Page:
Green Thumb Tips
Echter’s Plant Doctors are available
during store hours seven days a week to answer
your gardening questions. For
accurate diagnosis, it helps to bring in a sample.
- Flower Gardens
Watering plants that have been recently planted outdoors is tricky. The rule
is to water them in thoroughly after they are planted. Then watch the area next
to the edge of the original soil ball to see if it is getting dry. You want to
encourage the roots to move out into the surrounding soil to get water without
letting the original soil ball get too dry. Reduce the watering frequency with
time, but water thoroughly each time you water. Don't just wet the surface of
- An easy way to harden plants that are going outdoors is to cover them with
Plant & Seed Guard for a few days after you plant them. You can use wire
supports if necessary to hold the fabric away from the plants. Attach it to the
ground with wire staples. It’s re-usable.
- Pot dahlias now and keep them indoors until later in May.
This will give them a good head start and they will bloom earlier after putting them outside.
- Plant gladioli,
lilies, cannas, callas, ranunculus, crocosmia and other summer blooming
bulbs toward the end of April. Plant pansies between the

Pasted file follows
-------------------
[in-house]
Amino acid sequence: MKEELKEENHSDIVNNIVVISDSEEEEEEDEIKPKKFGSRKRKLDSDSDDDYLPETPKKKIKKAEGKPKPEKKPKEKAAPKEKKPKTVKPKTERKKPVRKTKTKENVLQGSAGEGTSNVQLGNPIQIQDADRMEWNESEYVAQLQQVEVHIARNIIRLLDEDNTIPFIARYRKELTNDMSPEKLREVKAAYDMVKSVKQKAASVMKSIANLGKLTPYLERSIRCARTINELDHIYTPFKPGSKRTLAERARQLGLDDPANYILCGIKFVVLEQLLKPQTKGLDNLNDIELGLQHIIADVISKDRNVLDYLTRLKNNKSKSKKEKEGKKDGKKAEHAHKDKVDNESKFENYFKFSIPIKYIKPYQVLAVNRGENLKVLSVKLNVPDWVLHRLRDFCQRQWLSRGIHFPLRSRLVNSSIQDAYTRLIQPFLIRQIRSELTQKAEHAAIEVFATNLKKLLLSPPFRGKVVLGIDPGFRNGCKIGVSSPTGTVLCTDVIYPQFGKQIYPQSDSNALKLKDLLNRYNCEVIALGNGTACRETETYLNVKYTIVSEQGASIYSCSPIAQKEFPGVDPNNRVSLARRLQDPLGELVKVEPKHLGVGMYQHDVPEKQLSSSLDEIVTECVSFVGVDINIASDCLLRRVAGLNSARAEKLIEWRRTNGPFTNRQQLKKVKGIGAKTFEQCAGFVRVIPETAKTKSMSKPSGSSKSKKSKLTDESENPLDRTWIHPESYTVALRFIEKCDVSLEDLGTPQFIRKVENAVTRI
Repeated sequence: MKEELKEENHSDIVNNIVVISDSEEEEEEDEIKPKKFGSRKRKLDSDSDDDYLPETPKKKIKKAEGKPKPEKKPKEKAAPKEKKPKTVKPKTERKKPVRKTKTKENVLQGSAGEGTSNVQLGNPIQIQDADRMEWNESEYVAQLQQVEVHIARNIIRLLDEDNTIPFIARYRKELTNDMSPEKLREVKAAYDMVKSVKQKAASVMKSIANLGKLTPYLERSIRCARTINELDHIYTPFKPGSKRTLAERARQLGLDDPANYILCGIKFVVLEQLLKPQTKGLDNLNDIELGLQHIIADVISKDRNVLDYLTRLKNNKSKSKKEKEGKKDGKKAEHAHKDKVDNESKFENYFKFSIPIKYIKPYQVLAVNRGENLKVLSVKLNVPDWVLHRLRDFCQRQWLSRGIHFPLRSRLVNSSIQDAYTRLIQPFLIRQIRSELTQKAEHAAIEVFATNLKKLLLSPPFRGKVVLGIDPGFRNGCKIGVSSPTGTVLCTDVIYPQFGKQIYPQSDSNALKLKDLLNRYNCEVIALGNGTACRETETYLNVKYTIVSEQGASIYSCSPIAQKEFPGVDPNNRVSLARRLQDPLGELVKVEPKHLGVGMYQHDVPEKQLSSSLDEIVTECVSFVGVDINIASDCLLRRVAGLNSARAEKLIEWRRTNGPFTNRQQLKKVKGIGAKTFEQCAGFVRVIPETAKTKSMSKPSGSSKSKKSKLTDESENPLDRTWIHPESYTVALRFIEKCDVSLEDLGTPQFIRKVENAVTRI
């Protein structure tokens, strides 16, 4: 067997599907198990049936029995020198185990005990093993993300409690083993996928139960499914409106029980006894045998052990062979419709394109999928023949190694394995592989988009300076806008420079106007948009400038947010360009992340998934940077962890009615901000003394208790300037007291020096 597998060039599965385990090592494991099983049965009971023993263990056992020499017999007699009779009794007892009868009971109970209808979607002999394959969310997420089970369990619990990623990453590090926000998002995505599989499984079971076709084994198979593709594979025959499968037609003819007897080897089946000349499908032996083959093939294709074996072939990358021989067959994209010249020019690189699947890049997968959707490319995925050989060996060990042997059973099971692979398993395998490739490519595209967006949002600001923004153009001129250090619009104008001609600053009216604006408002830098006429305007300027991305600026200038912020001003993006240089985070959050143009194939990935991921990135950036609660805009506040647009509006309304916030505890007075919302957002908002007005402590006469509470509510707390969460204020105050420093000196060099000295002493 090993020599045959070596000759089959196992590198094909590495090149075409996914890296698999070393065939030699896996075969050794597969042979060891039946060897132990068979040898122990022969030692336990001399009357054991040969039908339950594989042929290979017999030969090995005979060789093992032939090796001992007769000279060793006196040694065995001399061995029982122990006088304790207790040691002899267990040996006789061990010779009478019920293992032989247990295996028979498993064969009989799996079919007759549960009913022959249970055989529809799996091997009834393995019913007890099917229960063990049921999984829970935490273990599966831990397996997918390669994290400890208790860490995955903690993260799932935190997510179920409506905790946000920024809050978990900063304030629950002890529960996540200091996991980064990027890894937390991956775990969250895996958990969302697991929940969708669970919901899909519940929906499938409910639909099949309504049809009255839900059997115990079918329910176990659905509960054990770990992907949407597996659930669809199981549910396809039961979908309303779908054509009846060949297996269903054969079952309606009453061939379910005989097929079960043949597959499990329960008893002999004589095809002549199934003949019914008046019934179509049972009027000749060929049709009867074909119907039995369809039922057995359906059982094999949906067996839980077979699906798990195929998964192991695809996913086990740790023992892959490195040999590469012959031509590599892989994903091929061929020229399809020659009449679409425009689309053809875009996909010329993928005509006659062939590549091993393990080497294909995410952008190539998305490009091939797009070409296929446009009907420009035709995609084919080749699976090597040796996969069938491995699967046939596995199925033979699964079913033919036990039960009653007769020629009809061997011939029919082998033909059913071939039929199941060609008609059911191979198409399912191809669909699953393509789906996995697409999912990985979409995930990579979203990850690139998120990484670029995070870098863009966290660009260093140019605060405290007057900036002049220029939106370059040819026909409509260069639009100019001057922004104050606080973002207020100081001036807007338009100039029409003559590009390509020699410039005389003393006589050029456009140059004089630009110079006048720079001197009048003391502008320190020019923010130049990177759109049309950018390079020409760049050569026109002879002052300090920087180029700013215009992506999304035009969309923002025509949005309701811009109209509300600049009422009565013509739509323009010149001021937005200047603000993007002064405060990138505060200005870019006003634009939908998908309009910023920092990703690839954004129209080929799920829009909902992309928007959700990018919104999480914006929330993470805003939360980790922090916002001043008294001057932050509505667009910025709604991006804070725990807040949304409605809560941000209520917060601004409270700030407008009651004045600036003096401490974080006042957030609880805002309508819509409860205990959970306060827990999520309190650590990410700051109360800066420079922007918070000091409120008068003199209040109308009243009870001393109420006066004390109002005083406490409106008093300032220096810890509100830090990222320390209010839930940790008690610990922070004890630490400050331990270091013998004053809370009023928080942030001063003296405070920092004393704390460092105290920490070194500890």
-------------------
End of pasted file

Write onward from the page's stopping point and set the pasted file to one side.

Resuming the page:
bulbs to give you early color.
spring-flowering bulb plants after the blooms have finished with Gro Rich
Rose & Perennial fertilizer. Don't remove the leaves until they have turned brown.
leaves help build strength in the bulbs for next year.
- Place your plant
supports into position early. If you wait until they really need support,
it may be difficult as the plant will be too large. This is especially true for peonies.
- When you hand water, use a nozzle with a shut-off or trigger nozzle that
stops the flow of water when released so you don't waste water.
transplanting, be sure that your plants are not dry.
- Flowering annual starts which can be planted out
in early April after “hardening them
off” are alyssum,
dusty miller, sweet peas, anchusa, larkspur, centaurea,
pansies, dracaena, and snapdragons.
- Pinch back your annuals to promote stronger,
bushier plants and more flower production.
- Perennials & Roses & Vines
Spring is the best
time to divide perennials that bloom in mid or late summer such as asters and
chrysanthemums. Wait until September to divide early spring-flowering
perennials like bleeding hearts and peonies.
- Plant wildflower
seeds in April. Improve your soil before planting by raking in either peat moss or compost
combination of the two.
Add some spice to
predictable bulb and perennial beds by broadcasting seeds of annuals like
larkspur, cosmos, poppies, bachelor buttons or other annuals among your
- Trees & Shrubs
- April is the best
time to plant new trees and shrubs. Improve the soil
first with compost and/or peat moss. Then apply MYKE Tree &
Shrub Transplanter and water in with Root
Stimulator, both of which reduce transplant shock and stimulate root growth.
- When planting large trees,
stake them for the first year. Use
2” wide staking straps around the tree. Do
not use wire, twine or rope on
the tree itself. Place the stakes 2-3 feet away from the tree, tie the strap
to the stake and leave a little slack. Let the tree sway slightly to develop
roots and caliper.
- Start your fertilizing program for roses, trees and shrubs when the leaves